Fostering a democratic culture key to strengthening Tibetan democracy

On the 62nd anniversary of the Tibetan Democracy Day, the Tibetan Centre for Human Rights and Democracy (TCHRD) extends greetings to Tibetans all over the world both inside and outside of Tibet. 

Under the far-sighted leadership of His Holiness the Dalai Lama, the Tibetan people have demonstrated tremendous courage, determination, and resilience in establishing a system of governance underpinned by human rights and democratic values in exile.

Since the historic moment when the first Commission of Tibetan People’s Deputies (now the Tibetan Parliament in exile) took oath of office in Dharamsala on 2 September 1960, the Tibetan democratization process has achieved major milestones: the adoption of the ‘Charter for Tibetans in exile’ in 1991;the direct election of Kalon Tripa (head of the exile Tibetan administration) in 2001; and the devolution of His Holiness the Dalai Lama’s political authority to an elected leadership in March 2011. 

Today, the Tibetan exile community has set up a system of governance based on democratic principles. The exile government is democratically elected by popular vote every five years, as is the Tibetan parliament in exile. We have the Tibetan Supreme Justice Commission, other autonomous bodies such as the Election Commission, Auditor General’s Office, NGOs, and media organizations.

However, democratic institutions alone cannot ensure the realization of our most cherished goals, such as freedom, peace, security, human rights, and gender equality. Now, more than ever, we need to promote values, principles, behaviors, and practices that are indispensable to the development of a democratic culture in any society. 

Building a democratic culture requires an engaged and informed citizenry, capable of accommodating and tolerating diverse views and other differences, in a spirit of compromise and consensus building. Conflicts and disagreements are inevitable in any group or society; it is our way of negotiating these conflicts, using the two-pronged approach of tolerance and dialogue, that will help us establish a healthy democracy. Ultimately, any solution or decision must be achieved through objective dialogue, and taken in the larger interests of the community – without violating the rights of any dissenting individuals or groups.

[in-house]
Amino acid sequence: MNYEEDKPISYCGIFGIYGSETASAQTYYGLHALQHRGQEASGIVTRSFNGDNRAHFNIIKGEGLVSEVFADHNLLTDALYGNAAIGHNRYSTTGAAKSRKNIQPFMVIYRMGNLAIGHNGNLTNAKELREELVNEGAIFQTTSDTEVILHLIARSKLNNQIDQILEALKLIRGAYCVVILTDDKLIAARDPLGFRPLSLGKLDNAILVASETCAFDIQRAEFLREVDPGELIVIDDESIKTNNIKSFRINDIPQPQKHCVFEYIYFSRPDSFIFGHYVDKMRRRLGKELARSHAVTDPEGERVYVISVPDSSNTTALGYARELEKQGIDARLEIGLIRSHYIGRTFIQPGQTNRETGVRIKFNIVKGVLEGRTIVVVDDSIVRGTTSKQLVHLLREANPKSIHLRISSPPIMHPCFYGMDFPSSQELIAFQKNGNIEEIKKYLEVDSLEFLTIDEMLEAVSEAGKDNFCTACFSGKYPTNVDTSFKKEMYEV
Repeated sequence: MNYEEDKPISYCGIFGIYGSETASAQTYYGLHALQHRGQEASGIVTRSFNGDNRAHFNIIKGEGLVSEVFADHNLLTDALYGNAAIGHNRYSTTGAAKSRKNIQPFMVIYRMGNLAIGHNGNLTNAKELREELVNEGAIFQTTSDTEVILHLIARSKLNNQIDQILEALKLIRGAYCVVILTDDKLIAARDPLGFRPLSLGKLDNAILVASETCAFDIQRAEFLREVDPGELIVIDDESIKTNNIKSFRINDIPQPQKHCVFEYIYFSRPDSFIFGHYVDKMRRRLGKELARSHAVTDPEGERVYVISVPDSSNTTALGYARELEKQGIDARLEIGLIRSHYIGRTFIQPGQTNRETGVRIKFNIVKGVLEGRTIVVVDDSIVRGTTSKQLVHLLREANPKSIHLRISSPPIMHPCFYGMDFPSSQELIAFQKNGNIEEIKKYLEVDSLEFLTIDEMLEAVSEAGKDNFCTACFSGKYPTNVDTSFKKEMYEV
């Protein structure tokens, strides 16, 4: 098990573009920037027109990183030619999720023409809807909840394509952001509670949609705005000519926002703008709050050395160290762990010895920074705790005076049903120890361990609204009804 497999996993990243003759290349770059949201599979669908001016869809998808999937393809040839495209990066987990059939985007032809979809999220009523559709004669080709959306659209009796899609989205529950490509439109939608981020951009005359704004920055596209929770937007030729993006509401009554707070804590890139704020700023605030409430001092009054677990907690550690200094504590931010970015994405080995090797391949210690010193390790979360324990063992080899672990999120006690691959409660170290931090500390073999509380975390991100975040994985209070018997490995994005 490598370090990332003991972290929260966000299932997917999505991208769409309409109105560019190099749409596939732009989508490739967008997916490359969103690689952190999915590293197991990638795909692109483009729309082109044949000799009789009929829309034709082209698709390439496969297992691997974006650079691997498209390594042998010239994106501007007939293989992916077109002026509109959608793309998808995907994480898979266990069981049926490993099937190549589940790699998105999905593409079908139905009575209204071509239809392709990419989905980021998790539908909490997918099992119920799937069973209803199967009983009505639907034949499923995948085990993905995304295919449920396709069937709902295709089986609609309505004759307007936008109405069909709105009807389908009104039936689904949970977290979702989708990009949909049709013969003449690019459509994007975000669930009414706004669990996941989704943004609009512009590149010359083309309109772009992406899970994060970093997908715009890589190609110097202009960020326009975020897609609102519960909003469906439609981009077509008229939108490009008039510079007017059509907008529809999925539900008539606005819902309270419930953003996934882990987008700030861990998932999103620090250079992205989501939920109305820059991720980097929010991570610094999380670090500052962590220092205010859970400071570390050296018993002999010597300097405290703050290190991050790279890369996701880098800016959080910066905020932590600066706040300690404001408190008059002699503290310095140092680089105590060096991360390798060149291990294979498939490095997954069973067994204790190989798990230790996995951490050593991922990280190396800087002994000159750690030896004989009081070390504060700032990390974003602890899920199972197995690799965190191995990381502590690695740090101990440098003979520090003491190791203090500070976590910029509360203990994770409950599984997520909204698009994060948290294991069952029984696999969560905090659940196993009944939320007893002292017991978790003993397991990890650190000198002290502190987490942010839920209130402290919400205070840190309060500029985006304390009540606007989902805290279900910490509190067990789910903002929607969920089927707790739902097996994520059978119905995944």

TCHRD recognises the vital role of education and advocacy in producing an informed and independent public, which is an important component of building a democratic culture. We believe that it is important to transmit and instill democratic values, principles, and knowledge, in a spirit of open inquiry among the different sections of society. It is equally important to create inclusive spaces and platforms for dialogues and debates on unpleasant and controversial issues and ideas. 

This autumn, TCHRD will launch a series of education and advocacy activities aimed both at creating awareness about Tibetan democracy in the international community, and at building a culture of democracy among the exile Tibetan community. Under the series, short explainer videos will be produced on the system and functioning of Tibetan democratic institutions, including civil society organizations and other pressure groups. Public debates – primarily among the Tibetan youth, both lay and monastic – will be organized around the potential ways and means to identify and counter practices that hinder the development of a healthy democratic culture in the Tibetan community. These debates will be recorded, subtitled in multiple languages, and published on social media platforms for wider dissemination. Another important initiative is our Tibetan language digital literacy campaign, aimed at generating awareness about issues surrounding digital democracy, freedom of expression, disinformation, and ‘post-truth politics’.

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